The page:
Rectangles stacked upon rectangles make up the former Ministry of Transportation building (now the headquarters of Bank of Georgia), which was recently recognized as a national monument. The façade of the crumbling former Museum of Archaeology is still visible from the street below, and the old Wedding Palace (once visited by Margaret Thatcher) was recently converted back to an event hall after serving as an oligarch’s private residence for years. If you’re already intrigued, consider contacting Brutal Tours – this new tour company focuses on Brutalist and Soviet architecture and can organize a custom itinerary based around your interests.
Creative Commons photos courtesy Oleksandr Burlaka on Flickr.
Freedom Square, with its towering gold monument of George slaying the dragon, is impossible to miss. It marks the border between the more contemporary Rustaveli Avenue and the traditional historic Old Town. Some of the city’s grandest buildings surround the plaza, and they are now filled with luxury boutiques and international corporations. Freedom Square is also a transportation hub: dozens of buses loop around its roundabout, and it offers the closest underground metro station to the tourist attractions of the Old Town. If you need to meet a friend or Airbnb host in Tbilisi, the base of the monument is one of the easiest places to connect.
Day Trips Near Tbilisi
It might sound crazy, but many of the best things about Tbilisi aren’t in Tbilisi. The city is just such a fantastic base for day trips that it would be remiss not to mention them. I’ve got a whole blog post about the best day trips from Tbilisi, but I’ll give you a quick summary here.
Mtskheta is just minutes from Tbilisi and is home to two of the country’s most spectacular churches. A little bit further afield is Gori, where Joseph Stalin spent his early years, and Uplistsikhe, a centuries-old city carved into stone caves. Head north from Tbilisi to the Ananuri Fortress Complex, and then drive onward to Kazbegi, a mountainous region known for amazing one-day and multi-day hikes. Solo travelers can do most of these day trips independently via public transportation, though Kazbegi is far enough away to require private transportation (either your own car or an organized tour).
Where to Eat in Tbilisi
Georgian food is designed to be shared, so connect with other travelers and head to some of Tbilisi’s best restaurants to share a family-style meal of Georgian favorites. If you’re solo, try pairing two dishes, like salad and dumplings or grilled vegetables and cheese bread (khachapuri, shown above)… and report back if you actually manage to finish both dishes!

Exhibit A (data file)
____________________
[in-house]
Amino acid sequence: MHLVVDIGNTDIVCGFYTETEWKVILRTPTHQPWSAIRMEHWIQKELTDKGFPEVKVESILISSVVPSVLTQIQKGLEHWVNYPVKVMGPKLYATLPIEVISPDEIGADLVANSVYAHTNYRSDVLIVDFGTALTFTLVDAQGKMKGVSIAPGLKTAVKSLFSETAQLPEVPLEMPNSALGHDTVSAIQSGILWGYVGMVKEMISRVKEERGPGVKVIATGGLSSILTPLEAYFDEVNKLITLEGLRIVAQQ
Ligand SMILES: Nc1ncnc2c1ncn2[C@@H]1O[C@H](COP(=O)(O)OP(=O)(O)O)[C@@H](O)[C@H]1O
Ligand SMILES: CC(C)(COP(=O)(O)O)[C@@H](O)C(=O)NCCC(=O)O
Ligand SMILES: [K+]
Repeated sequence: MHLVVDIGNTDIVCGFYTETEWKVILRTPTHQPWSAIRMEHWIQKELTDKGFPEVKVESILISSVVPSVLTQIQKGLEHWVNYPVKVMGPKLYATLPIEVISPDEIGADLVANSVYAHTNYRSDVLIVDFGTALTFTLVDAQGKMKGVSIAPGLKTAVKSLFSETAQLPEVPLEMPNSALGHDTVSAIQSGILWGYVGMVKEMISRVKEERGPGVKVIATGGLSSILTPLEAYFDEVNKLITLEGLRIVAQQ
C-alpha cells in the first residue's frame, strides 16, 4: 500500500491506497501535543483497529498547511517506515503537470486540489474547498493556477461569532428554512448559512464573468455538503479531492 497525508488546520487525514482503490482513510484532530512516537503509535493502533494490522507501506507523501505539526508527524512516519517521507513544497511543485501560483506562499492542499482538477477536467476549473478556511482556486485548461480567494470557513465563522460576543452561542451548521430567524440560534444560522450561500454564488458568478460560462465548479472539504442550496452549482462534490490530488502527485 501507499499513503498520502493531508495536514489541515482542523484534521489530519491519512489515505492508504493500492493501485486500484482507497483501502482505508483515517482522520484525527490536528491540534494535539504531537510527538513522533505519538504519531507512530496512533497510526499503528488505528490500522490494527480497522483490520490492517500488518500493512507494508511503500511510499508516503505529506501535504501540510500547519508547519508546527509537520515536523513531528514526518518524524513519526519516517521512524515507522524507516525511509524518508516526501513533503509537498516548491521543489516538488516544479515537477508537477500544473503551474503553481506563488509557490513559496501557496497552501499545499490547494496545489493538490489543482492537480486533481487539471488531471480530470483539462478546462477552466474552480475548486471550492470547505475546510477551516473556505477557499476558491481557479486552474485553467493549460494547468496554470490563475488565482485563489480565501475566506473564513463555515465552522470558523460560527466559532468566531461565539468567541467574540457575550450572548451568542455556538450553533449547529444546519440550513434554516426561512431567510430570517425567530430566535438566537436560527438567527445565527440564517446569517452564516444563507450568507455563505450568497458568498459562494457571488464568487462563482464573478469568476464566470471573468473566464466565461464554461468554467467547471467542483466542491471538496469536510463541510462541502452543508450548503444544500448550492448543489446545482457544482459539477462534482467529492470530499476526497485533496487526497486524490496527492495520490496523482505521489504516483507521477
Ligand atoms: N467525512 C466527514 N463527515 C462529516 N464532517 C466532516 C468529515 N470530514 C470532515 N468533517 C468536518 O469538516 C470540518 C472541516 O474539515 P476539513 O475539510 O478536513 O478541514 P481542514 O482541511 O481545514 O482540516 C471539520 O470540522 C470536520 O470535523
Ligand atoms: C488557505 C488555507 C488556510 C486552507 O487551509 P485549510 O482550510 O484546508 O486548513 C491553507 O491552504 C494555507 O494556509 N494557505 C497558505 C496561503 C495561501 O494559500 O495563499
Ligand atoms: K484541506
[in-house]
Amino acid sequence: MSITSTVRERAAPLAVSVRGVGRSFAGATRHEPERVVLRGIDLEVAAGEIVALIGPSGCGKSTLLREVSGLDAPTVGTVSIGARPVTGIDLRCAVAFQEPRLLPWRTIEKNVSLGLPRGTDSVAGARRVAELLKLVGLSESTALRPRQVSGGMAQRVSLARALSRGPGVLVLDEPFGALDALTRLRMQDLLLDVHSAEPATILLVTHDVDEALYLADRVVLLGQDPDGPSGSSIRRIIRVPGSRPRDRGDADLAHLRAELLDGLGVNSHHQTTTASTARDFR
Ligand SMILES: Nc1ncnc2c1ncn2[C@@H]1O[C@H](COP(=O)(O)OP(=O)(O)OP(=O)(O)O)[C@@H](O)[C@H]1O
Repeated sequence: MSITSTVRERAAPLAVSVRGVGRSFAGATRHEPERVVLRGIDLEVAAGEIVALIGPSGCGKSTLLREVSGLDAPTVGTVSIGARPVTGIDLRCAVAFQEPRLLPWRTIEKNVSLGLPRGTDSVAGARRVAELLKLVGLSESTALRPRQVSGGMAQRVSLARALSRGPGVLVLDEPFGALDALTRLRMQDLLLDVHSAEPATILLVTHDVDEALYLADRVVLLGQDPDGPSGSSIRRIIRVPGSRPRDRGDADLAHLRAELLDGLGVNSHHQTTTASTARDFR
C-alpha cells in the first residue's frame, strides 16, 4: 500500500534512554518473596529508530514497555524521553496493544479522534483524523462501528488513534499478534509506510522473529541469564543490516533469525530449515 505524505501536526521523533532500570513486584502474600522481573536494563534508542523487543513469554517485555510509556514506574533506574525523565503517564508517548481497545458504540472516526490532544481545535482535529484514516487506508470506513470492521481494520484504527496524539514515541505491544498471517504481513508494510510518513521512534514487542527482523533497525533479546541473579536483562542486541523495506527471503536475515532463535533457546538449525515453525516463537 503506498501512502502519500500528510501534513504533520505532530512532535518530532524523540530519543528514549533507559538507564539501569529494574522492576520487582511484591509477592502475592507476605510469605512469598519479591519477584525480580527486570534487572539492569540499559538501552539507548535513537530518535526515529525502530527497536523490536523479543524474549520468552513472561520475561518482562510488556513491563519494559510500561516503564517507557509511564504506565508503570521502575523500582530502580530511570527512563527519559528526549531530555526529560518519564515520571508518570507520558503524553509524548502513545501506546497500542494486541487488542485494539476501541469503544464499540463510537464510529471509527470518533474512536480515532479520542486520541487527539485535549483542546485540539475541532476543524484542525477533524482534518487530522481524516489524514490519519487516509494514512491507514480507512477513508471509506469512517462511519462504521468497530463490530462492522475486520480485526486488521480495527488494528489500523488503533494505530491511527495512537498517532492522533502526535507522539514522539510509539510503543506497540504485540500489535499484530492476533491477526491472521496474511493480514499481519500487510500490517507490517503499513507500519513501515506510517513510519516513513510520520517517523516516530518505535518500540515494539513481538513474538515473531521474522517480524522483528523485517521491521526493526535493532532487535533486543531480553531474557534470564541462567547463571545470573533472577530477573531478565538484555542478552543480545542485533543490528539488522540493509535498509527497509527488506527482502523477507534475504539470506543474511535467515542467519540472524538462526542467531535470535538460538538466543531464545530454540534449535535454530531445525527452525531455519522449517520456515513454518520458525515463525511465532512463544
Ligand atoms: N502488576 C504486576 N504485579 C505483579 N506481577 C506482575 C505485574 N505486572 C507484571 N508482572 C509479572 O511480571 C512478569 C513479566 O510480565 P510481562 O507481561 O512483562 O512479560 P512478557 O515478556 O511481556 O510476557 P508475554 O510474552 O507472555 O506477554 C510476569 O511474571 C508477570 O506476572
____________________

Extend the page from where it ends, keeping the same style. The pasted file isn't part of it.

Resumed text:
With a menu focused around fresh, seasonal vegetables, Café Leila dishes up typical Georgian dishes with a lighter (and less-meaty) touch. Some fish dishes are available, but it’s really the soups, salads and vegetable dishes that make Café Leila so popular. The house wine is dirt-cheap, but stick to the red. Trust me.
I met some great people at my hostel (see below) and they were so impressed by their dinner at Sakhli #11 that they went back a second time to share this restaurant with me. Definitely on the pricier side of traditional Georgian restaurants, this place takes it time preparing high-quality, slightly-creative versions of Georgian favorites. They’re also known for their selection of organic wines.
Although the service leaves something (make that everything…) to be desired, Pasanauri is a good choice for cheap khinkhali (dumplings stuffed with meat, cheese or vegetables) and khachapuri. Plus, it’s open twenty-four hours a day, meaning you can get your dumpling fix at breakfast, lunch, dinner or late-night.
Unfortunately I didn’t have the opportunity to eat at Poliphonia, but I noticed Yotam Ottolenghi, the author of the amazing Plenty cookbook, was raving about his meals here on Instagram. The restaurant has a constantly changing, ultra-curated menu based on the best products available seasonally and prepared using techniques found in rural villages.
Art Café Home
Tbilisi has a crazy nightlife scene. It’s home to Bassiani, one of the world’s hottest nightclubs, and Jan Shardeni (sounds like “Chardonnay”!) Street is packed with wall-to-wall bars and clubs. In my opinion, the best big nights out start at Art Café Home, a sprawling, multi-story lounge with a gorgeous rooftop patio and creative, affordable cocktail menu.
Where to Stay in Tbilisi
I spent more than seven nights staying at Envoy Hostel, a stunning hillside hostel located just a few (steep!) steps behind Meidan Square and a stone’s throw from the Sulphur Baths and Narikala Fortress.
The stand-out feature at Envoy is its rooftop patio with sweeping views of the historic city center; it’s the ideal place to meet other travelers, share some cold beers (or local wine) and plan your evening excursions. I mean, check out that view! Envoy Hostel also offers amazing excursions around Georgia, including day trips to the best sights outside of Tbilisi, multi-day trips around the country and sightseeing transfers between Tbilisi and Yerevan. Highly recommended!
If Envoy Hostel is full, consider booking a room at Fabrika Tbilisi, a huge new hostel built inside a former clothing factory (hence the name). The lower level of Fabrika Tbilisi serves as something of a community center, with restaurants, bars, boutiques and mixed-use spaces that are open to the public. Upstairs, there are dorm rooms, private rooms and private apartments available for travelers. Fabrika is located on the opposite side of the river from the historic center, a few blocks away from the Marjanishvili metro station.
And, if hostels aren’t your thing, I’d recommend choosing a small independent hotel located in the Old Town. These Tbilisi hotels put you in the heart of the ancient architecture, close to shops and restaurants. No 12 Boutique Hotel is an excellent option for mid-range travelers seeking modern comforts (and a breakfast cooked to order!) in a beautifully-restored historic building. Avoid the larger chain hotels situated along Rustaveli Avenue – unless you’re in Tbilisi on business, you’ll be far away from everything you want to see.
Looking for a totally bizarre overnight trip from Tbilisi? Check out my post about Chiatura, a mysterious mountain town with a network of semi-operational Soviet cable cars!
Continuing in the Caucasus? Read more about travel in Armenia.
Have you ever been to Tbilisi? What did you like best about the capital city of Georgia? Let me know in the comments!